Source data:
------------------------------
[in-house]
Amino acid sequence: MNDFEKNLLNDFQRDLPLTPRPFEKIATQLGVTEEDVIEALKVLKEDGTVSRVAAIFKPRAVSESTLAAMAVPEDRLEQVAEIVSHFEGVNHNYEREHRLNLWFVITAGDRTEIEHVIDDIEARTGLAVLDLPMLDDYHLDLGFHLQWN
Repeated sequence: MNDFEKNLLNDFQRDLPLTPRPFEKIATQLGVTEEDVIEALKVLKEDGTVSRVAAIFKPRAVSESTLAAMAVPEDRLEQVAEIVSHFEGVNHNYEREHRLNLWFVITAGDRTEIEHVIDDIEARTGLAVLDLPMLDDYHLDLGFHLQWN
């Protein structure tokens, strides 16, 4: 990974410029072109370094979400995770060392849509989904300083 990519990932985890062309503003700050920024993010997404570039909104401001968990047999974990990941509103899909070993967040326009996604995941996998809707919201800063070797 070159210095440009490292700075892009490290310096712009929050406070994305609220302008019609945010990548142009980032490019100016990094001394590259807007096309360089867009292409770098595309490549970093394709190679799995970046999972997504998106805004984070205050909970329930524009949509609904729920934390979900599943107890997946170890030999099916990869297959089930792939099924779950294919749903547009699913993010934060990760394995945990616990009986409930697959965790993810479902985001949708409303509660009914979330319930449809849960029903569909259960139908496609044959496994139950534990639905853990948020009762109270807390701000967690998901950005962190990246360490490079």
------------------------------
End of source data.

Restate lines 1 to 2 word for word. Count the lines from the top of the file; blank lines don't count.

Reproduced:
[in-house]
Amino acid sequence: MNDFEKNLLNDFQRDLPLTPRPFEKIATQLGVTEEDVIEALKVLKEDGTVSRVAAIFKPRAVSESTLAAMAVPEDRLEQVAEIVSHFEGVNHNYEREHRLNLWFVITAGDRTEIEHVIDDIEARTGLAVLDLPMLDDYHLDLGFHLQWN